We plan to maintain as long term leverage target at the 2.5 times level as we believe a strong balance sheet is a competitive advantage. So that concludes my remarks. Thanks for listening and I will turn it over to Doug who will start the Q&A portion.

Doug Shapiro

Hey (inaudible) please get started with the Q&A and ask them to please limit themselves to no more than one or two questions so we can get to as many people as possible. Thank you.

Question-and-Answer Session


(Operator Instructions). Or first question comes from the line of Spencer Wang from Credit Suisse.

Spencer Wang - Credit Suisse

I have a two part question on cable networks. Jeff you talked about managing the businesses more aggressively and I know some of your peers have been more aggressive than you on growing affiliate rates. So I was interested in your view on or philosophy on affiliate rate growth for the Turner Networks and what leverage do you have to bring to bear in negotiations with the distributors. And then for John, just on the cable margins, given the investment in programming you talked about, should we expect cable margins to be up in 2010 excluding the programming write-down in the fourth quarter. Thank you.

Jeff Bewkes

We have been planned to be as aggressive as possible on affiliate rates. The outlook for affiliate position at both HBO and Turner are pretty strong and has been strong and I think you have to look at comparisons on any year-to-year basis depends on where somebody starts at and if they have lower base rates, they are in a bit of a different situation. We basically have the strongest suite of networks across HBO and Turner in the television world and majority of our revenue under both HBO and Turner is under multi-year contracts with built in escalators.

Our strategy as we've been discussing has been to invest heavily to make the networks compelling value propositions. I think that's equally true of HBO as Turner. Turner with the strength in programming and its reach across CNN Headline, truTV, Cartoon Network, TNT and TBS is in a very good position to capture the economic upside, let's say as all those networks become more important and reach and the success of their programming continues to be successful.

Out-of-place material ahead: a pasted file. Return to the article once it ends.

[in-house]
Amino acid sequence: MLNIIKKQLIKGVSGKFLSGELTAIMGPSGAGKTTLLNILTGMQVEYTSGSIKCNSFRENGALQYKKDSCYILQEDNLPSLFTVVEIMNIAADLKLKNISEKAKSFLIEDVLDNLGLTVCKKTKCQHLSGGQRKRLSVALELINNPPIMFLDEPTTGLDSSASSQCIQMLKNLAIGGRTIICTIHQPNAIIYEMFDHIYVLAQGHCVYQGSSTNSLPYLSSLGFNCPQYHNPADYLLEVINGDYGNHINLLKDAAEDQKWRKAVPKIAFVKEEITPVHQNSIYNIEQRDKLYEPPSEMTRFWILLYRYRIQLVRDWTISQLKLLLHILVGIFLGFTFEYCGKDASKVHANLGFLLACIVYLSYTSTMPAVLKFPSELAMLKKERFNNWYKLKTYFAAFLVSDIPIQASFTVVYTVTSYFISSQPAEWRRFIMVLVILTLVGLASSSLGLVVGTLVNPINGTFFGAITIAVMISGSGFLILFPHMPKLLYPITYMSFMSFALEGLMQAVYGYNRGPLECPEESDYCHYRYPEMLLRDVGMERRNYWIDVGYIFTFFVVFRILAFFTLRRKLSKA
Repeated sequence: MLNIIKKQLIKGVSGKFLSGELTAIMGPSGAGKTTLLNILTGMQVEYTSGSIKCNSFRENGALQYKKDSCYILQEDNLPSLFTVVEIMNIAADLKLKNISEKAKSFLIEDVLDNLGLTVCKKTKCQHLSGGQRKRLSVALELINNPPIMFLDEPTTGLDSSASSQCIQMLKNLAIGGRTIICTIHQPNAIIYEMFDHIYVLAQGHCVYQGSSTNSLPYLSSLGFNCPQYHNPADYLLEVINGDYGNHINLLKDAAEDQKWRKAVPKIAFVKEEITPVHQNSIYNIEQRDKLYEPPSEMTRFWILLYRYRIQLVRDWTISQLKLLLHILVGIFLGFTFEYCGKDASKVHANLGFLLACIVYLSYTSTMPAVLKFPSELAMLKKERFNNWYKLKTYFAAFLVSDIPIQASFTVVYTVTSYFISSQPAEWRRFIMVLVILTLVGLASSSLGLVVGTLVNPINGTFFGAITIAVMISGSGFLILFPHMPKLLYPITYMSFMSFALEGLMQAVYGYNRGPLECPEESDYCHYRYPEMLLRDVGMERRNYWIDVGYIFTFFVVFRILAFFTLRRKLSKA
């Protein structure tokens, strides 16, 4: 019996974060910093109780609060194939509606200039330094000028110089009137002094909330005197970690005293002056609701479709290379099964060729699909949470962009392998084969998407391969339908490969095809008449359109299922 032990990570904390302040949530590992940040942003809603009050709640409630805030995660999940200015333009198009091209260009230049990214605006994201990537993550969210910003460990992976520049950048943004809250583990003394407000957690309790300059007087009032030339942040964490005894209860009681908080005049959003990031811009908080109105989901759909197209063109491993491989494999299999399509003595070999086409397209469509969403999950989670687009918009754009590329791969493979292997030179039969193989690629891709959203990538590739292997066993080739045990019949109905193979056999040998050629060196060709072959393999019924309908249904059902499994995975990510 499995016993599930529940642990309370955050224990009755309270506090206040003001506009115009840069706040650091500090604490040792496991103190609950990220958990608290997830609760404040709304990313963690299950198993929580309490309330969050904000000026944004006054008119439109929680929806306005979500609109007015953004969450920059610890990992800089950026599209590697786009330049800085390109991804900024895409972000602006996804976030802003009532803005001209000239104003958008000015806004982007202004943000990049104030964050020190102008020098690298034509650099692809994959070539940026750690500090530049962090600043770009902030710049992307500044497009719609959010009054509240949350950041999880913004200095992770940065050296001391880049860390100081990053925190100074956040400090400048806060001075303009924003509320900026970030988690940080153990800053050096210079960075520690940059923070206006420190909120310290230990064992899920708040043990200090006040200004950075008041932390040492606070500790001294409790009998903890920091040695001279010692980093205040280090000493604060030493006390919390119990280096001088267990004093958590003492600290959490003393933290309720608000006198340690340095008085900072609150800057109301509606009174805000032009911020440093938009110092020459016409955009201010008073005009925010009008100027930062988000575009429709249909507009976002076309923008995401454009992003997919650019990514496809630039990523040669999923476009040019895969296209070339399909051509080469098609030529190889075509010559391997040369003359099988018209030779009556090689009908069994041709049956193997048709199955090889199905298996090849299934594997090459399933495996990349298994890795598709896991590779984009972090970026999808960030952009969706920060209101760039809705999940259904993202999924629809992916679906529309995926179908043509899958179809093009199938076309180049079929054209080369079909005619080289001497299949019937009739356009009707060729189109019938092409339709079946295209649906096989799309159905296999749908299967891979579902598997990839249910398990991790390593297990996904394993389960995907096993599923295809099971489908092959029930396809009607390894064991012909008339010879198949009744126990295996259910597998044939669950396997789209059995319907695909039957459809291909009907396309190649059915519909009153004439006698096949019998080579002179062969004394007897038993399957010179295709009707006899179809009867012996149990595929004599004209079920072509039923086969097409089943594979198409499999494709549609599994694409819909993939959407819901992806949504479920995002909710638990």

So, we are very confident about our rate moves going forward including in relation to competition and we do think that the moves towards TV everywhere will simply support the growth in affiliate fee revenue as well.

John Martin

Hey Spencer, it's John. Getting to your second question, we've been talking now for sometime about an ongoing program towards management of the network group that would consider margin improvement as a way of an ongoing program for architecture. We did experience nice margin improvements this year and not withstanding the fact that we anticipate increasing our investment programming which we think is critically important.

The order of magnitude of that increase is not going to be overwhelmingly significant and we're going to continue to try to reallocate funds from SG&A or overhead to be able to fund the programming investments and while we don't have a crystal ball exactly to what the advertising environment is going to do because that obviously will ultimately effect margins, we would anticipate that the trends that we've been seeing in the business which has been margin increases should continue.


And our next question comes from the line of Michael Morris of UBS. Michael, you may proceed.

Michael Morris - UBS

Follow-up on network since specifically at HBO, can you talk a bit more about the revenue growth profile at HBO? And specifically I believe I understand where you are on subscriptions currently, but you have new initiatives, HBO goes streaming service. Will those be incremental revenue streams for you? And I am particularly thinking about your investment in Content. So, if you up your investment in Content, but additional subscribers in the traditional model don't give you incremental revenue, how is that economically accretive for you beyond just additional DVD sales for example? Thanks.

Jeff Bewkes

Let to subscriptions first and put the Content on top. So basically as you look at when you can do history or the current feature at HBO, every time you put an enhancement multiplex, then VOD, then high def and now HBO going broadband, you strengthen the consumer satisfaction usage and demand for HBO and you support the ability of the entire distribution structure to appropriately capture that whether they do it in across the base pricing or whether they do it in some other form of price capture. So from a consumer point of view, we think it's important and has increased the strength and position of HBO that consumers get all these enhancements without discrete charges for certain aspects of HBO.